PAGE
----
"Going into high school, I planned to win it right away my freshman year," said McRill, whose only blemishes on a 38-2 junior record were against MHSAA champions. "Just with that legacy and Coach Hall's style, you're expected to win. You're working as hard as you can. ... It felt real good to get that out of the way."
He helped Davison reach the MHSAA Division 1 Team Finals in 2014 and 2016, with a semifinal appearance in between in 2015. Each of the last four years, however, Davison has lost to the eventual champion.
"It's kind of upsetting, but it will make us hold each other more accountable that we need to finish this year," McRill said. "We need to win. We've got a lot of guys back and some incoming freshmen who are ranked guys and very good. So I'm very excited for this team coming up."
McRill does what he can to maintain his sharpness as a wrestler, but he devotes most of his attention to football over the summer.
"I try to get a couple of drills in right now when the season's going," he said. "When we get to the playoffs, I try to stay off it, focus on football and stay healthy for that. Right after football, I try to get a couple days off and get ready for wrestling. I try to train hard, because I know I have a lot of catching up to do."
McRill doesn't compete in the national wrestling tournaments that many of his competitors do over the summer, but that hasn't hurt his exposure to college scouts. He is weighing offers from Central Michigan, University of Michigan and West Virginia.
Once football and wrestling seasons conclude, McRill said he may return for one final season on the baseball diamond. He grew up playing baseball, but cut back on it once he realized his college future was likely to be in football or wrestling.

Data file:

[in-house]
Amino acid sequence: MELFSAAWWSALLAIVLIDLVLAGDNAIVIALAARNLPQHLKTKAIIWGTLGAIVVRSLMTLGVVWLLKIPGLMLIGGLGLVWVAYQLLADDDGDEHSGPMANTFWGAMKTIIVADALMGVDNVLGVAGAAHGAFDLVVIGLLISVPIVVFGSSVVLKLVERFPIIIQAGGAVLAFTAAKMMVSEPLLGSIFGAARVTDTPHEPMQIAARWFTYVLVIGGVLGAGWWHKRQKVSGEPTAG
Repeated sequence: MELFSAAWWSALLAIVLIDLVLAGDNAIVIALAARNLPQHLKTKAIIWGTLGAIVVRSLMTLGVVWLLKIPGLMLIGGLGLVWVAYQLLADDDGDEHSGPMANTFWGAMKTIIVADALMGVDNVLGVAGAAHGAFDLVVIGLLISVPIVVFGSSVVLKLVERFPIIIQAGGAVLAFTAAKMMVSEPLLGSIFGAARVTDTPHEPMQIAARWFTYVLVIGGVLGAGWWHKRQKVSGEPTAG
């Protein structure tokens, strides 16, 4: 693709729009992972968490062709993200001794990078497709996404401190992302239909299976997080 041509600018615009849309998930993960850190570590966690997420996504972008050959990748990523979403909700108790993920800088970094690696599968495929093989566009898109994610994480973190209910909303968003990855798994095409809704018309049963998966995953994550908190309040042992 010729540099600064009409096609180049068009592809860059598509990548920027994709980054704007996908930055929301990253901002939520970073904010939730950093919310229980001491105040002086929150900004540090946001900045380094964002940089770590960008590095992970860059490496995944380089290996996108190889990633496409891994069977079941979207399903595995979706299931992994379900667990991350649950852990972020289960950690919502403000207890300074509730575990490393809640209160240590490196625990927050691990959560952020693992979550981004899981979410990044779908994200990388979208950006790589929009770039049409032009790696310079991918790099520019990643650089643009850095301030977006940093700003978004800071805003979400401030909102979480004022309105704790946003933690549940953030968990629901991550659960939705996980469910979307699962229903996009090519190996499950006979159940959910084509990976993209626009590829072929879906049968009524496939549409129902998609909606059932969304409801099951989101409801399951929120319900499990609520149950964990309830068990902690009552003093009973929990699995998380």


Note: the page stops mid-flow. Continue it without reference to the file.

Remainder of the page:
He didn't play baseball as a freshman, because he was working to win the starting quarterback job the following fall. McRill was called up to the varsity baseball team as a sophomore after throwing a no-hitter on the junior varsity team.
"I think I'm going to come out my senior year," he said. "We've got a great group of guys in baseball, too. That's one that people kind of sleep on, but we could come up with something in baseball."
In the meantime, the arm that threw a no-hitter for the JV baseball team will be firing touchdown passes for a football team that could have a special season.
"The first day I saw Brenden, I knew who my quarterback was from how he competed and how he threw," said Zimmerman, whose first year at Davison was McRill's sophomore season.
"We were probably going to take our lumps early, but it's going to pay off in the long run. He was steady his sophomore year, he was good last year and he's going to explode this year."
Bill Khan served as a sportswriter at The Flint Journal from 1981-2011 and currently contributes to the State Champs! Sports Network. He can be reached at [email protected] with story ideas for Genesee, Lapeer, St. Clair, Sanilac, Huron, Tuscola, Saginaw, Bay, Arenac, Midland and Gladwin counties.
PHOTOS: (Top) Davison quarterback Brenden McRill lines up over center during his team's game last season against Saginaw. (Middle) McRill holds up his weight's bracket sheet after winning the Division 1 title at 189 pounds last winter. (Below) McRill looks to lock up during his championship match. (Click to see more from HighSchoolSportsScene.com.)
KALAMAZOO – There’s nothing quite like the roar of a crowd after your team has clinched an MHSAA Team Wrestling Finals title.
That’s true whether it’s for title No. 1, or, in the case of Casey Engle and his Lowell teammates Saturday, for their program’s 11th-straight Division 2 championship.
“It’s unreal,” Engle said. “It’s something I look forward to every year.”
Lowell extended its record run of wrestling team titles by defeating Freeland 49-21 in the Division 2 Final at Wings Events Center.
The Red Arrows joined the Grosse Pointe South (1976-86) and Grosse Pointe Woods University Liggett (1980-90) girls tennis programs in winning 11 straight Finals titles. Only East Grand Rapids boys swimming & diving, winning 15 straight from 1948-62, and Bloomfield Hills Brother Rice boys lacrosse – with 13 straight from 2005-17 – have longer Finals championship streaks in Lower Peninsula or statewide competition.